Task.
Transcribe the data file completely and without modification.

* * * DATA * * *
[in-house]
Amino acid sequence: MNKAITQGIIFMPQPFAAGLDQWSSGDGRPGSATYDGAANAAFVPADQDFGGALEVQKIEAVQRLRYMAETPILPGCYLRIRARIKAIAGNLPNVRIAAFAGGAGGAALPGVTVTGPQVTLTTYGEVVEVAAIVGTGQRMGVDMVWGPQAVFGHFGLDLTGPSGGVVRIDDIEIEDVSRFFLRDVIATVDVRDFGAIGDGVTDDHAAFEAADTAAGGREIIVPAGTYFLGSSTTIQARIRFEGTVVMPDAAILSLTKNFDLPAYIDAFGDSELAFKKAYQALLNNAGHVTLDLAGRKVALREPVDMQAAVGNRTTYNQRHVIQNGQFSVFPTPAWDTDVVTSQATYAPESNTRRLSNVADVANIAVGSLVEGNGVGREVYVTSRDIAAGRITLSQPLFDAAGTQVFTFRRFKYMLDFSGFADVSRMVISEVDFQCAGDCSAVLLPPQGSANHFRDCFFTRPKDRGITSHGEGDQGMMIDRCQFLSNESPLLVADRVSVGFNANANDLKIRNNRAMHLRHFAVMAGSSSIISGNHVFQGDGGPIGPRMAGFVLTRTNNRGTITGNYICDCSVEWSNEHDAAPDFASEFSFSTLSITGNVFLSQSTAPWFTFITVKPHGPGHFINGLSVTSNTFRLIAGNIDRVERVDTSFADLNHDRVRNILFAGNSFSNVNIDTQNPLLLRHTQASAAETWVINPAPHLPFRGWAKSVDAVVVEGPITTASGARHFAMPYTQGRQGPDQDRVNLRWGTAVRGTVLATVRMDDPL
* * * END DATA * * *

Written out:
[in-house]
Amino acid sequence: MNKAITQGIIFMPQPFAAGLDQWSSGDGRPGSATYDGAANAAFVPADQDFGGALEVQKIEAVQRLRYMAETPILPGCYLRIRARIKAIAGNLPNVRIAAFAGGAGGAALPGVTVTGPQVTLTTYGEVVEVAAIVGTGQRMGVDMVWGPQAVFGHFGLDLTGPSGGVVRIDDIEIEDVSRFFLRDVIATVDVRDFGAIGDGVTDDHAAFEAADTAAGGREIIVPAGTYFLGSSTTIQARIRFEGTVVMPDAAILSLTKNFDLPAYIDAFGDSELAFKKAYQALLNNAGHVTLDLAGRKVALREPVDMQAAVGNRTTYNQRHVIQNGQFSVFPTPAWDTDVVTSQATYAPESNTRRLSNVADVANIAVGSLVEGNGVGREVYVTSRDIAAGRITLSQPLFDAAGTQVFTFRRFKYMLDFSGFADVSRMVISEVDFQCAGDCSAVLLPPQGSANHFRDCFFTRPKDRGITSHGEGDQGMMIDRCQFLSNESPLLVADRVSVGFNANANDLKIRNNRAMHLRHFAVMAGSSSIISGNHVFQGDGGPIGPRMAGFVLTRTNNRGTITGNYICDCSVEWSNEHDAAPDFASEFSFSTLSITGNVFLSQSTAPWFTFITVKPHGPGHFINGLSVTSNTFRLIAGNIDRVERVDTSFADLNHDRVRNILFAGNSFSNVNIDTQNPLLLRHTQASAAETWVINPAPHLPFRGWAKSVDAVVVEGPITTASGARHFAMPYTQGRQGPDQDRVNLRWGTAVRGTVLATVRMDDPL